As Seagate celebrates our 40th year, we reflect on a history as innovators and on the race ahead to solve the needs of the future and an ever-expanding datasphere. No look at Seagate’s accomplishments and amazing opportunities ahead would be complete without recognizing our founder, Al Shugart, whose birthday is today, September 27.
This week we spoke with Seagate executive chairman Steve Luczo, who shared his memories of Al Shugart and reflected on his legacy.
Luczo joined Seagate in 1993 as senior VP of corporate development, after a career in investment banking. In 1996, Luczo led the acquisition of Conner Peripherals, which resulted in Seagate becoming the world’s largest independent disk drive producer. Luczo remembers an early meeting with Shugart to talk about the Conner acquisition and why it was important for Seagate.
Getting to the core
“I came into Al’s office, thinking I was prepared with all these reasons why we should do it, and Al asked the one question that I hadn’t even thought about,” Luczo said. “I don’t even remember what his question was now, but I came back a week or so later with an answer for him, and Al just said, ‘Yeah, that’s good — let’s do it.’ Al was obviously super bright but he also had this unique clarity, a way of getting to the core of any issue.”
As another example of how Shugart evaluated big issues, Luczo recalled a presentation by the leadership team to evaluate how aggressively Seagate should move into the 1.8-inch mobile HDD market.
“Everybody went back and forth on their opinions, very passionately,” Luczo said. “At the end of the meeting, Al decided the time wasn’t right, and I asked him later if he worried about being late to market. Al’s response was, it’s a lot better being late than too early with a technology. If the market’s not ready for a product, you’re just going to sit on inventory and chew up a lot of capital, and he was absolutely right.”
Despite all of his business success and power, Shugart remained “incredibly humble,” Luczo recalled, with a down-to-earth style (as evidenced by a fondness for colorful Hawaiian shirts) and wry sense of humor. At the same time, Shugart could be mercurial — as Luczo remembered from a quarterly earnings call with analysts.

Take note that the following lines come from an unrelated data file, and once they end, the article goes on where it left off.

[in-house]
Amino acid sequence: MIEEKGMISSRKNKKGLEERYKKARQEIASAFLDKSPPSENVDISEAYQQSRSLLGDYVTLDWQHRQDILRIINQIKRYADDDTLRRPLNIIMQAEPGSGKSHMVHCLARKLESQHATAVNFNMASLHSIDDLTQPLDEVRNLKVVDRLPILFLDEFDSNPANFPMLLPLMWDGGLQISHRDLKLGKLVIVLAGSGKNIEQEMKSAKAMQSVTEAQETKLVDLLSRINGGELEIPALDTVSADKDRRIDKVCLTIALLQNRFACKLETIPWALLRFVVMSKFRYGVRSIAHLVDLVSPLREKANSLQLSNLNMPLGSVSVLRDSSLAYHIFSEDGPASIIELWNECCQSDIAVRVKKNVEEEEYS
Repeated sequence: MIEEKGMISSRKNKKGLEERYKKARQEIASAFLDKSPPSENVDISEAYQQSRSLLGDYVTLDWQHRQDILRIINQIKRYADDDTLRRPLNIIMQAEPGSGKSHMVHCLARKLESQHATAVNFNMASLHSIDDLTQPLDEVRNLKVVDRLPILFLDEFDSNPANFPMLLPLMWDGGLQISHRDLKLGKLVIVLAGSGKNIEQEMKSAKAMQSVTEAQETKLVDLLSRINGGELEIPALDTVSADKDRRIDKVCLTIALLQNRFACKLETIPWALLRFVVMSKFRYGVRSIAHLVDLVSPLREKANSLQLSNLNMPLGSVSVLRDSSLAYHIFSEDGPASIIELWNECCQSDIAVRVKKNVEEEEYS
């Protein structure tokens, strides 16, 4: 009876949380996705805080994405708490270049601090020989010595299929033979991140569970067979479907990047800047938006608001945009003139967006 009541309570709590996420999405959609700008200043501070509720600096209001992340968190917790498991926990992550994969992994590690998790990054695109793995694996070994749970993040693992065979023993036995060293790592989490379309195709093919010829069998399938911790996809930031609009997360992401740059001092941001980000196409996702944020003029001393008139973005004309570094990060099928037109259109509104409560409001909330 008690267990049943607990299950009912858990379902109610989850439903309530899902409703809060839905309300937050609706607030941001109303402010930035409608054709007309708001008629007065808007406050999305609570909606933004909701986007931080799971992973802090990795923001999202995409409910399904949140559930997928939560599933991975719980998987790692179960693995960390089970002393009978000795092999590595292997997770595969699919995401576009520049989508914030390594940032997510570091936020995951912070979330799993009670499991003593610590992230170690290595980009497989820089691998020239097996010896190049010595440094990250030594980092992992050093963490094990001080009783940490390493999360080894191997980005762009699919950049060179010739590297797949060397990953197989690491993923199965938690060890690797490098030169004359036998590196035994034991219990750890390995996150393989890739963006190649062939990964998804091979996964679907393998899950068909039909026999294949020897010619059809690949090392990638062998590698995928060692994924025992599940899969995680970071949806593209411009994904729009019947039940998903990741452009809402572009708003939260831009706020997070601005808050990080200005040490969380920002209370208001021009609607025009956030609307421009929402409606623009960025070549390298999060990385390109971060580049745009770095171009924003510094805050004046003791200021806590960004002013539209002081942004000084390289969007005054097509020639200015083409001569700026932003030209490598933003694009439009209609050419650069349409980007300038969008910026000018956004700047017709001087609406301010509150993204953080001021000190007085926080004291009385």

“Don Waite, who was our CFO at the time, went over the numbers, and then Al got on the call to take questions,” Luczo said. “It was probably a nit-picky question, but Al didn’t like it, and said, ‘That’s a really dumb question and this call is over.’ He hung up, and we’re all just looking at each other, with our mouths open. Al just said, ‘We don’t have time for this nonsense. We have more important things to do.’ Al was a free thinker, with an independent streak. He was a tough kid from a tough background, so in that sense, maybe he was a bit of a maverick.”
Although remembered largely for his entrepreneurial spirit and vision, Shugart was also an underrated “technologist,” Luczo said. “I went into his office once and I saw that he had all of these books spread out on his desk. I asked Al, ‘What are you doing?’ And he was trying to work out all of the implementation points for perpendicular technology. He wanted to know the issues around head design and what that meant for the media and the read-write channel. He was incredibly curious.”
After a downturn in the industry, Luczo replaced Shugart as Seagate’s CEO in 1998; 20 years later, Luczo considers his former boss and mentor to be one of the all-time Silicon Valley greats.
A Silicon Valley great
“Al is right up there with Gordon Moore and Andy Grove of Intel, Steve Jobs, Bill Hewlett and Dave Packard, or Larry Ellison,” Luczo said. “I was so lucky and blessed to be exposed to Al at such an early age in my career. I was 31 when I joined the company and Al was clearly in his prime. I was so fortunate to have him as a mentor.”
Seagate’s endurance — it’s one of just three hard drive companies left standing today — is the best of all testaments to Al Shugart.
“Al built our company from an idea,” Luczo said. “How many companies survive for 40 years, let alone remain a leader in what’s arguably the most difficult technology arena around? Seagate is still a very fundamental part of our world today. Preserving our history and legacy is one of Seagate’s true competitive strengths. We have amazing people solving phenomenally complex technical problems every day and then figuring out how to manufacture it, with all the infrastructure and support teams underpinning everything. This is an amazing company, and how lucky are we that it all started with Al Shugart?”